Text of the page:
1 Preventive and Clinical Nutrition, Department of Nutrition, Exercise and Sports, Faculty of Science, Københavns Universitet2 Department of Public Health and Caring Sciences, Clinical Nutrition and Metabolism, Uppsala University, Uppsala, Sweden.3 Unit for Nutrition Research, Landspitali, The National University of Iceland, Reykjavík, Iceland Faculty of Food Science and Nutrition and School of Health Sciences, University of Iceland, Reykjavík, Iceland.4 Biomedical Nutrition, Pure and Applied Biochemistry, Lund University, Lund, Sweden.5 Department of Food Science, BioCenter, Swedish University of Agricultural Sciences, Uppsala, Sweden.6 Institute of Public Health and Clinical Nutrition, University of Eastern Finland, Kuopio, Finland VTT Technical Research Centre of Finland, Espoo, Finland.7 Department of Endocrinology and Internal Medicine, Aarhus University Hospital, Aarhus, Denmark.8 Institute of Biomedicine, Department of Physiology, University of Oulu and Medical Research Center Oulu, Oulu University Hospital, Oulu9 Institute of Clinical Medicine, Department of Internal Medicine, Biocenter Oulu, University of Oulu, Oulu, Finland Department of Internal Medicine, Oulu University Hospital, Oulu, Finland.10 Institute of Public Health and Clinical Nutrition, University of Eastern Finland, Kuopio and Institute of Clinical Medicine, Internal Medicine, Kuopio University Hospital, Kuopio11 Institute of Public Health and Clinical Nutrition, University of Eastern Finland, Kuopio, Finland.12 Institute of Public Health and Clinical Nutrition, University of Eastern Finland, Kuopio, Finland Research Unit, Kuopio University Hospital, Kuopio, Finland.13 Department of Public Health and Caring Sciences, Clinical Nutrition and Metabolism, Uppsala University, Uppsala, Sweden firstname.lastname@example.org Preventive and Clinical Nutrition, Department of Nutrition, Exercise and Sports, Faculty of Science, Københavns Universitet
Assessment of compliance with dietary interventions is necessary to understand the observed magnitude of the health effects of the diet per se. To avoid reporting bias, different dietary biomarkers (DBs) could be used instead of self-reported data. However, few studies investigated a combination of DBs to assess compliance and its influence on cardiometabolic risk factors. The objectives of this study were to use a combination of DBs to assess compliance and to investigate how a healthy Nordic diet (ND) influences cardiometabolic risk factors in participants with high apparent compliance compared with the whole study population. From a recently conducted isocaloric randomized trial, SYSDIET (Systems Biology in Controlled Dietary Interventions and Cohort Studies), in 166 individuals with metabolic syndrome, several DBs were assessed to reflect different key components of the ND: canola oil (serum phospholipid α-linolenic acid), fatty fish [eicosapentaenoic acid (EPA) and docosahexaenoic acid (DHA)], vegetables (plasma β-carotene), and whole grains (plasma alkylresorcinols). High-fat dairy intake (expectedly low in the ND) was reflected by serum pentadecanoic acid. All participants with biomarker data (n = 154) were included in the analyses. Biomarkers were combined by using a biomarker rank score (DB score) and principal component analysis (PCA). The DB score was then used to assess compliance. During the intervention, median concentrations of alkylresorcinols, α-linolenic acid, EPA, and DHA were >25% higher in the ND individuals than in the controls (P < 0.05), whereas median concentrations of pentadecanoic acid were 14% higher in controls (P < 0.05). Median DB score was 57% higher in the ND than in controls (P < 0.001) during the intervention, and participants were ranked similarly by DB score and PCA score. Overall, estimates of group difference in cardiometabolic effects generally appeared to be greater among compliant participants than in the whole study population (e.g., estimates of treatment effects on blood pressure and lipoproteins were ∼1.5- to 2-fold greater in the most compliant participants), suggesting that poor compliance attenuated the dietary effects. With adequate consideration of their limitations, DB combinations (e.g., DB score) could be useful for assessing compliance in intervention studies investigating cardiometabolic effects of healthy dietary patterns. The study was registered at clinicaltrials.gov as NCT00992641.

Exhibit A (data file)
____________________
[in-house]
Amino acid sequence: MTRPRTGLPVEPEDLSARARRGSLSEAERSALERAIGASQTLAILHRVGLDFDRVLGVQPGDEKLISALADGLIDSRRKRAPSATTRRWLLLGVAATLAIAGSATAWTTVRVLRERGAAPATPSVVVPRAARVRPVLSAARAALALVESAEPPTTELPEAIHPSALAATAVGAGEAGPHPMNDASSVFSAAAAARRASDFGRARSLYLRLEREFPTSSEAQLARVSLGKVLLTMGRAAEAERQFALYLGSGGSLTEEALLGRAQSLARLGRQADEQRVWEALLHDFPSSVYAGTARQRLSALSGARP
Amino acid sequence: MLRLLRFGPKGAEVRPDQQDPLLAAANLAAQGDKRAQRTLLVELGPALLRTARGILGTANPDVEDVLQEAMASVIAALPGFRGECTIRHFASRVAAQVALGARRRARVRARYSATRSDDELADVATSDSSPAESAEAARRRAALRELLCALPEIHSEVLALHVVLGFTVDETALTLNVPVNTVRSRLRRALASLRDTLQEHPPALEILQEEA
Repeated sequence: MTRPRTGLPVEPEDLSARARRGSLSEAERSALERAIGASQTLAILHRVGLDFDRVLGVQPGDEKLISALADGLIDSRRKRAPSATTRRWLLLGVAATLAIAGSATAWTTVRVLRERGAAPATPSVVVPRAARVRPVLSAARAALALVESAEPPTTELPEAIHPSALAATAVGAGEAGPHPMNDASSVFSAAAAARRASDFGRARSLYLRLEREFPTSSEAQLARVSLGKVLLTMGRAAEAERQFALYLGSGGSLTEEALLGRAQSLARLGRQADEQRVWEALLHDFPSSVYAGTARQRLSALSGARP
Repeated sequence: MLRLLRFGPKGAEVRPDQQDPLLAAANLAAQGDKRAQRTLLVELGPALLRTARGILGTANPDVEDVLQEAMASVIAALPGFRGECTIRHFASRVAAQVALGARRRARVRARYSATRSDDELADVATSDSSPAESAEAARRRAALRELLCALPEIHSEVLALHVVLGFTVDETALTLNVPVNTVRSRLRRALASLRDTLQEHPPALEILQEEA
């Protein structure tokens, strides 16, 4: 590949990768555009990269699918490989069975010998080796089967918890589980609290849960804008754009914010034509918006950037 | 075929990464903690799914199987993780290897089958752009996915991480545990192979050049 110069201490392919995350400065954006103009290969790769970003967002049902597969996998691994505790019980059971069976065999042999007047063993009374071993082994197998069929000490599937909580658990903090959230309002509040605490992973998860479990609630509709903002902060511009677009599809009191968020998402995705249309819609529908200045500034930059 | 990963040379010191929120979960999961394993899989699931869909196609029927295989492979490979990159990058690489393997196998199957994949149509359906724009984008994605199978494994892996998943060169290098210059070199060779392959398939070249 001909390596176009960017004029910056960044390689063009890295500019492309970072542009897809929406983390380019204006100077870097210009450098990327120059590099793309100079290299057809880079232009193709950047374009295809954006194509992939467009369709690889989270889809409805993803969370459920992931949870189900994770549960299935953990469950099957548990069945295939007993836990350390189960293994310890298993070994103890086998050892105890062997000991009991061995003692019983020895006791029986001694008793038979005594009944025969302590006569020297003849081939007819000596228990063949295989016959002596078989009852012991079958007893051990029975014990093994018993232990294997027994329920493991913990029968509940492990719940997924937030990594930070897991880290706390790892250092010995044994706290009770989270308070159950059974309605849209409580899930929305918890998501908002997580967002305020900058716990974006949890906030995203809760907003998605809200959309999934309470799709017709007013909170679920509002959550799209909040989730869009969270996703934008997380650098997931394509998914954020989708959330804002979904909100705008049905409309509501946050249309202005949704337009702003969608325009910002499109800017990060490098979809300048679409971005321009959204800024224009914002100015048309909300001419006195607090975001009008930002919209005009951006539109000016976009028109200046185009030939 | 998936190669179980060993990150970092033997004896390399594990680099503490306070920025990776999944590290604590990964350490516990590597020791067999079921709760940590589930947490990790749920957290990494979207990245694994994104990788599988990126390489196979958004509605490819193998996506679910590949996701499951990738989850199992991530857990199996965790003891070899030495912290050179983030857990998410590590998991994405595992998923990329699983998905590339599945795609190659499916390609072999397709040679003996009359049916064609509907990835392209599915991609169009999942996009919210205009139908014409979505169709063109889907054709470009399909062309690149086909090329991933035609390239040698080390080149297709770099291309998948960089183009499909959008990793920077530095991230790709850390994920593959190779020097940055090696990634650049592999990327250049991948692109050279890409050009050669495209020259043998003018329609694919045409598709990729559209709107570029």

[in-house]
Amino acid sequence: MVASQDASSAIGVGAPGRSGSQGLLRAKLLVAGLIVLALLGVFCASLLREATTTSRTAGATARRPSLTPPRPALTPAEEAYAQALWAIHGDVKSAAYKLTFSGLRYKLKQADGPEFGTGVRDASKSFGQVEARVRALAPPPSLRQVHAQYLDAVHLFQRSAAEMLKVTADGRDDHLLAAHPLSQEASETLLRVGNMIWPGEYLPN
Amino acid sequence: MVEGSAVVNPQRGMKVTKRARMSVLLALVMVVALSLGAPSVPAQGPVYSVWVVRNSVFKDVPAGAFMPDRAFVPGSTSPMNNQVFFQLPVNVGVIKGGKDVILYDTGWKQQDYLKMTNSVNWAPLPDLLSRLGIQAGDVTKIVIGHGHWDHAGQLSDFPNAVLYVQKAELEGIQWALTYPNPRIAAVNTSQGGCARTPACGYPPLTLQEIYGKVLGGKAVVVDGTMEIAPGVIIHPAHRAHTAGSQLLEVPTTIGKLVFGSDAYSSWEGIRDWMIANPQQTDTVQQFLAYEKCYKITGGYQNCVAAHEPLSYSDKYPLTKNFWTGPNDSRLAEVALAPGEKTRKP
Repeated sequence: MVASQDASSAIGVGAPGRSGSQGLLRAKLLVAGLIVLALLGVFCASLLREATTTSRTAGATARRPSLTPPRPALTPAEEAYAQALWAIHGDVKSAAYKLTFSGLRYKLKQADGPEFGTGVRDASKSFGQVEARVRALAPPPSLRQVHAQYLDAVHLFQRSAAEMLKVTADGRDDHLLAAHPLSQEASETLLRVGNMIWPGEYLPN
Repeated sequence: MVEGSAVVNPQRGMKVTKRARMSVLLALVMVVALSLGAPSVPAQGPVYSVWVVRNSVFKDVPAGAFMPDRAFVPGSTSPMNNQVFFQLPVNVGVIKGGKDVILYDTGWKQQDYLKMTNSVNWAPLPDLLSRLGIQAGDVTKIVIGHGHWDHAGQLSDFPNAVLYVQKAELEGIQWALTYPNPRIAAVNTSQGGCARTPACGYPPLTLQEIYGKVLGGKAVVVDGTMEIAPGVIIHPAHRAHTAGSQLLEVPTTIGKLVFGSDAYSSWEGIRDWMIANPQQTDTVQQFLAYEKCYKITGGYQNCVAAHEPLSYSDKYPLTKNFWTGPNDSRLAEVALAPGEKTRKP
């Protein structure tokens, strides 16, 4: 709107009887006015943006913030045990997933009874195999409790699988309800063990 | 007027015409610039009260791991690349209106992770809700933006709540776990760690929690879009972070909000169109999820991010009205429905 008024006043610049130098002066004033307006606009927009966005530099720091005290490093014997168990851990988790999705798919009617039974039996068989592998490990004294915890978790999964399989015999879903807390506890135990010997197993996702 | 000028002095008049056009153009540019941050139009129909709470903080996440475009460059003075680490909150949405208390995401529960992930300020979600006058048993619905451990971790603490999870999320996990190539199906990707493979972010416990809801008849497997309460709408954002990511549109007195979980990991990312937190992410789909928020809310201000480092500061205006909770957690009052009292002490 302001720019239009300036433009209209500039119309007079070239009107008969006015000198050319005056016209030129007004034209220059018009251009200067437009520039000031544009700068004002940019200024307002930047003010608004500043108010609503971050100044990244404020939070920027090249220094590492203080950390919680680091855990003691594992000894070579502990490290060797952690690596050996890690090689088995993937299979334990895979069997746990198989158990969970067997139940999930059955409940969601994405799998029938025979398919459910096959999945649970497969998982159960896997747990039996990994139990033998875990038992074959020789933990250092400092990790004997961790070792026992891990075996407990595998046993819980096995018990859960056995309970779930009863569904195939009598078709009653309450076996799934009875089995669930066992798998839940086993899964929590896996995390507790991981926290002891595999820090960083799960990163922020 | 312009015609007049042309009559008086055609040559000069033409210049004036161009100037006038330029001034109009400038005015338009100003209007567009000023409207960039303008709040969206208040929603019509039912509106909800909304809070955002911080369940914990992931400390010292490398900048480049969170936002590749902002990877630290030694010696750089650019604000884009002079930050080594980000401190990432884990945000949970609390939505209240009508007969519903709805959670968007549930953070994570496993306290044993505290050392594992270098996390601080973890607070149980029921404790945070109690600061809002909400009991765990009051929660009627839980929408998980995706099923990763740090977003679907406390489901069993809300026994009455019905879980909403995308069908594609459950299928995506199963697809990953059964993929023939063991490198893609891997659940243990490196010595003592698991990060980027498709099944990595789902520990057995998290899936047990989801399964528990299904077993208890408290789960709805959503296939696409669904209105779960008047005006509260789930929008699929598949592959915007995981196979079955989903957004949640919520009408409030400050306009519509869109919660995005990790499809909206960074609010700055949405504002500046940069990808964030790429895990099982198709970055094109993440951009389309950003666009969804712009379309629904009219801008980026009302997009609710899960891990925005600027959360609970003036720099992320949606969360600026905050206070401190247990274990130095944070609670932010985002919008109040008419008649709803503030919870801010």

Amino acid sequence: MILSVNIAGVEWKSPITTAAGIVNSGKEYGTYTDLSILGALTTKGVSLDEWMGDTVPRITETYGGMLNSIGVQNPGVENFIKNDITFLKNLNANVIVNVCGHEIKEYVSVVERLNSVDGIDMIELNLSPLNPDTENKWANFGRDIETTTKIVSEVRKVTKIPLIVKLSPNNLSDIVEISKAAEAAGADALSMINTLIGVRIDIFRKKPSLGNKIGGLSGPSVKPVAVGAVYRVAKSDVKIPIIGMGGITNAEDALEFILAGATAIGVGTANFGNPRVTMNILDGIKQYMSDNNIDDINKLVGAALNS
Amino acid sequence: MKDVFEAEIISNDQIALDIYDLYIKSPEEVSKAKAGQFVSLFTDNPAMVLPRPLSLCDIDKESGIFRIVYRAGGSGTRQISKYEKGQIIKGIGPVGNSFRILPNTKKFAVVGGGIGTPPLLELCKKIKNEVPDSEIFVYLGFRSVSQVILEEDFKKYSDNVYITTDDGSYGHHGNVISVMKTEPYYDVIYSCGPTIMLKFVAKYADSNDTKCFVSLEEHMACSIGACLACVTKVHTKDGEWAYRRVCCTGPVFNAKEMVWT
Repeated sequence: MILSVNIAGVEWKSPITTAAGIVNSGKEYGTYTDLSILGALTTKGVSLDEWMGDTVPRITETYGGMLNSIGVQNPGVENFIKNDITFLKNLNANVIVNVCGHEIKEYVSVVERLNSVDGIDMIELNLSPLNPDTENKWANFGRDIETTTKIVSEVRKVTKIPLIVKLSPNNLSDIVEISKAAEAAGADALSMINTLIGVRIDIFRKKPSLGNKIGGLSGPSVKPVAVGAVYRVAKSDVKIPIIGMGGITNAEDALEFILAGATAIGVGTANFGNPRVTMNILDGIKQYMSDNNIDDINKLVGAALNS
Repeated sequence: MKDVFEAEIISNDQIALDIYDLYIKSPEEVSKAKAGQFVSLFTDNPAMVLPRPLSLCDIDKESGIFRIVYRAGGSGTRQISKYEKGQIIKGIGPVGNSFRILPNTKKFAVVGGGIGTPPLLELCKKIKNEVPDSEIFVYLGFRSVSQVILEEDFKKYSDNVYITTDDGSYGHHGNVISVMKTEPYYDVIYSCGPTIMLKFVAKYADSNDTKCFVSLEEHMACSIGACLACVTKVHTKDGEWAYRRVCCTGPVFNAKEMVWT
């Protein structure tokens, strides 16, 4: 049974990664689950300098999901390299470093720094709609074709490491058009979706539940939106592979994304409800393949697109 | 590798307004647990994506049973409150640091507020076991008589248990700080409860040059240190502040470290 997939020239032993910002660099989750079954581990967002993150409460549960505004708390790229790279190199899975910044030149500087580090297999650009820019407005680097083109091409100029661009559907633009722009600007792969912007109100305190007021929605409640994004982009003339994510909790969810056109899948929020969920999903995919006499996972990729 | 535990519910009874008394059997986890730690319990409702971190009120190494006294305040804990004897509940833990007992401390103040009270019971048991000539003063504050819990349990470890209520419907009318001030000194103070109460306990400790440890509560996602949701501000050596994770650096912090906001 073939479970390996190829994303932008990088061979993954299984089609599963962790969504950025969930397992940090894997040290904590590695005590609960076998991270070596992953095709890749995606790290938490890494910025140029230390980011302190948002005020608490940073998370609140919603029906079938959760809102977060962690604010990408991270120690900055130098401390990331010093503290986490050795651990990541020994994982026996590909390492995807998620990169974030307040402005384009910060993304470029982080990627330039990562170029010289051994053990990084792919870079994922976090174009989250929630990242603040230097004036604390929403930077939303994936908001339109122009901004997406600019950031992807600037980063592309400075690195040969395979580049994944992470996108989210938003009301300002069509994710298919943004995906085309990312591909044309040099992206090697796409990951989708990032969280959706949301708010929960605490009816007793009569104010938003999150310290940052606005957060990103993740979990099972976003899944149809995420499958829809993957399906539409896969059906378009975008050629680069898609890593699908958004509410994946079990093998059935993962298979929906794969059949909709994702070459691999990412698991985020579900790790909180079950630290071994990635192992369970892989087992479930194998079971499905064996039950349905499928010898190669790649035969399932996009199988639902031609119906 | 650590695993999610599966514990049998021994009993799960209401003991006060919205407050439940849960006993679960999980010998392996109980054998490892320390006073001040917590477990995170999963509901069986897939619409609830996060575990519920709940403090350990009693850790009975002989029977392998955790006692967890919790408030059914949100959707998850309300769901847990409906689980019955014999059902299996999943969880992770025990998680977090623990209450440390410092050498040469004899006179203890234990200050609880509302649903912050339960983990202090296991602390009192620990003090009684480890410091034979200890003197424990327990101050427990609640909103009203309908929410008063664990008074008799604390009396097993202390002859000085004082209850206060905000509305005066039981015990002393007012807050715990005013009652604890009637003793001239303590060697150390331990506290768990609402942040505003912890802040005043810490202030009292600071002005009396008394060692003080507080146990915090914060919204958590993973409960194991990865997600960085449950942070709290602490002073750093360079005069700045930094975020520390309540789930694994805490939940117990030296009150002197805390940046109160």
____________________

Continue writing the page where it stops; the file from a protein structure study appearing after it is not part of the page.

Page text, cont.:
Journal of Nutrition, 2014, Vol 144, Issue 10, p. 1642-1649